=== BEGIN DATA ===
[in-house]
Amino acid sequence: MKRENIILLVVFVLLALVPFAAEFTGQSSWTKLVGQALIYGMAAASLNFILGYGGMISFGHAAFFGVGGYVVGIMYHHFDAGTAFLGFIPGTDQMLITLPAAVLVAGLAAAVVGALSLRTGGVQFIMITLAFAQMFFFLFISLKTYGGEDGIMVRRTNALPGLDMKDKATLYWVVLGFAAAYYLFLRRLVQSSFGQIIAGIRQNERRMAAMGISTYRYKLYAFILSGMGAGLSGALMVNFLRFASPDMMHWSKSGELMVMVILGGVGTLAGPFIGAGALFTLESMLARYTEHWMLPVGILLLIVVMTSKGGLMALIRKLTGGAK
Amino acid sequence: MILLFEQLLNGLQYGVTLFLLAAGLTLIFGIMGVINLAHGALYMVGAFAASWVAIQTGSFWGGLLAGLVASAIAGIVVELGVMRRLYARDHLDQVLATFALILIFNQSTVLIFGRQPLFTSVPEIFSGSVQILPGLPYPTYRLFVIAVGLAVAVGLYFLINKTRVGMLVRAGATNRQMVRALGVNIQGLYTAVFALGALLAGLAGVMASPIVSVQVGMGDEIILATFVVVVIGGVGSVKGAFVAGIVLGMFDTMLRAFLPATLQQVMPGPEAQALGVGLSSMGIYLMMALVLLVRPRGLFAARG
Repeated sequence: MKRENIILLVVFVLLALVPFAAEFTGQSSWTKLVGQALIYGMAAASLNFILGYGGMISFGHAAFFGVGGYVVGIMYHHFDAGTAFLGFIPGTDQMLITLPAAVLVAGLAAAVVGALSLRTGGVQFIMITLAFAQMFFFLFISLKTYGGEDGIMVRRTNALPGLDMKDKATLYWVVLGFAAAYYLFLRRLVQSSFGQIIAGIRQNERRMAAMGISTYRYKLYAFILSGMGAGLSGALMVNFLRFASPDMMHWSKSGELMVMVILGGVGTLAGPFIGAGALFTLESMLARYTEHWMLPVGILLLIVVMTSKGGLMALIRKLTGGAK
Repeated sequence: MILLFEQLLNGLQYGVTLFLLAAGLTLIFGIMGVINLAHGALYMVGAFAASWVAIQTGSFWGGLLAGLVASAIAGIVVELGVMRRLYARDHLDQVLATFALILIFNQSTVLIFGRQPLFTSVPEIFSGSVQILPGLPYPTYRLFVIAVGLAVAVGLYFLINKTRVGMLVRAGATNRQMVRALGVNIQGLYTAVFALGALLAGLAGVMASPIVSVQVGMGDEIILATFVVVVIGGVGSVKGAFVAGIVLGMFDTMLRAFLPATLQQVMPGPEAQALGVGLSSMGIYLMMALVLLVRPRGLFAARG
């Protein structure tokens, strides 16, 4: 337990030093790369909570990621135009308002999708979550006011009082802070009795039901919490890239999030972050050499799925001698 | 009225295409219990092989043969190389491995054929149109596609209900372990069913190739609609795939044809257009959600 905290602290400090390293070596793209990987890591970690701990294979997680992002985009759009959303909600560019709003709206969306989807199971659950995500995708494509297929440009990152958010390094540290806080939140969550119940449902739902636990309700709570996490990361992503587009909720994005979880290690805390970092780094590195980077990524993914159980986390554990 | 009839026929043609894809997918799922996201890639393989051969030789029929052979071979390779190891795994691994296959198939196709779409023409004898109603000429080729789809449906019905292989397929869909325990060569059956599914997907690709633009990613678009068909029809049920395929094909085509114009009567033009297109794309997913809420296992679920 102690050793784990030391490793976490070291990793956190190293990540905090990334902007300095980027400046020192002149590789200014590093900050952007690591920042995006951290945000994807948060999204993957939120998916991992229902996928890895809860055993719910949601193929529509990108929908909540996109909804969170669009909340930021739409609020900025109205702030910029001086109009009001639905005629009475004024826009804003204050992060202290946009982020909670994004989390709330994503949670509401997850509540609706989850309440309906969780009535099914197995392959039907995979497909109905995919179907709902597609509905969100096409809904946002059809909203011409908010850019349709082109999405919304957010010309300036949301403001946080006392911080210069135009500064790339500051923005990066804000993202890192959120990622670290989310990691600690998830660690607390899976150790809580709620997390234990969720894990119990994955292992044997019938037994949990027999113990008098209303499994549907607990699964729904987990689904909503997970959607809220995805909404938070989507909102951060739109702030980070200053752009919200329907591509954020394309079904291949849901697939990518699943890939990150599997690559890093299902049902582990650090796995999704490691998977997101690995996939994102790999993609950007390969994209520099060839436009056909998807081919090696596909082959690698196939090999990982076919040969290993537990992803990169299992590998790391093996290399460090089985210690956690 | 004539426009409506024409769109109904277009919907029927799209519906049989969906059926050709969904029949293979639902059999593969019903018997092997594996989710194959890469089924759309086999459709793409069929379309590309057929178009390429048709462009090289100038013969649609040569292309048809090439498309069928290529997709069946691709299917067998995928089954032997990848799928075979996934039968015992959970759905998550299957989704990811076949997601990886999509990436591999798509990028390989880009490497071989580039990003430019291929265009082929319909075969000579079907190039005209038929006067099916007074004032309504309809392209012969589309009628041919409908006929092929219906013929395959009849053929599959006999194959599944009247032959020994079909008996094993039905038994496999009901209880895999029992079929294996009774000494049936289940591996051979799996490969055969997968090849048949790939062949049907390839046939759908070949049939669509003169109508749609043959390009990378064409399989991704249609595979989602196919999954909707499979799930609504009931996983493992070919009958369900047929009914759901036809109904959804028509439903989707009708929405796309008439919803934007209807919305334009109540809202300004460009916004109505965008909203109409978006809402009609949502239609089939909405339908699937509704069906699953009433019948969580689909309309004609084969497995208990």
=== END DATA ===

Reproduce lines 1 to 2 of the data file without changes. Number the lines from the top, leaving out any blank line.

[in-house]
Amino acid sequence: MKRENIILLVVFVLLALVPFAAEFTGQSSWTKLVGQALIYGMAAASLNFILGYGGMISFGHAAFFGVGGYVVGIMYHHFDAGTAFLGFIPGTDQMLITLPAAVLVAGLAAAVVGALSLRTGGVQFIMITLAFAQMFFFLFISLKTYGGEDGIMVRRTNALPGLDMKDKATLYWVVLGFAAAYYLFLRRLVQSSFGQIIAGIRQNERRMAAMGISTYRYKLYAFILSGMGAGLSGALMVNFLRFASPDMMHWSKSGELMVMVILGGVGTLAGPFIGAGALFTLESMLARYTEHWMLPVGILLLIVVMTSKGGLMALIRKLTGGAK